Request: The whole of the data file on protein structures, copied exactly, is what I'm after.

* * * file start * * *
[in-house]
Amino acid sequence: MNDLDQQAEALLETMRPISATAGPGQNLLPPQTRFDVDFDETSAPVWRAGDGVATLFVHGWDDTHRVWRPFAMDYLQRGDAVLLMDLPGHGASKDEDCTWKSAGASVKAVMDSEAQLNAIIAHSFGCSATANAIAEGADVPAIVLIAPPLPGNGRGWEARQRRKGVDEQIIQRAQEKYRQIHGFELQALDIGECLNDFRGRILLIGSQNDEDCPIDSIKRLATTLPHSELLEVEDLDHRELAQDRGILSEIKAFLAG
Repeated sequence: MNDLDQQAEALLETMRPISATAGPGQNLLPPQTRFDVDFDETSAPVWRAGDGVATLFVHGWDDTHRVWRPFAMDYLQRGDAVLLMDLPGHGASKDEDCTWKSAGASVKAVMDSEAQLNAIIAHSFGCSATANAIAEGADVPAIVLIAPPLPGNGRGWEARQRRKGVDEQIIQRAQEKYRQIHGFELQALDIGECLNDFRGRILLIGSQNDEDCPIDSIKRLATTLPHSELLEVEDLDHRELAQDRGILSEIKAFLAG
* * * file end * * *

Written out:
[in-house]
Amino acid sequence: MNDLDQQAEALLETMRPISATAGPGQNLLPPQTRFDVDFDETSAPVWRAGDGVATLFVHGWDDTHRVWRPFAMDYLQRGDAVLLMDLPGHGASKDEDCTWKSAGASVKAVMDSEAQLNAIIAHSFGCSATANAIAEGADVPAIVLIAPPLPGNGRGWEARQRRKGVDEQIIQRAQEKYRQIHGFELQALDIGECLNDFRGRILLIGSQNDEDCPIDSIKRLATTLPHSELLEVEDLDHRELAQDRGILSEIKAFLAG
Repeated sequence: MNDLDQQAEALLETMRPISATAGPGQNLLPPQTRFDVDFDETSAPVWRAGDGVATLFVHGWDDTHRVWRPFAMDYLQRGDAVLLMDLPGHGASKDEDCTWKSAGASVKAVMDSEAQLNAIIAHSFGCSATANAIAEGADVPAIVLIAPPLPGNGRGWEARQRRKGVDEQIIQRAQEKYRQIHGFELQALDIGECLNDFRGRILLIGSQNDEDCPIDSIKRLATTLPHSELLEVEDLDHRELAQDRGILSEIKAFLAG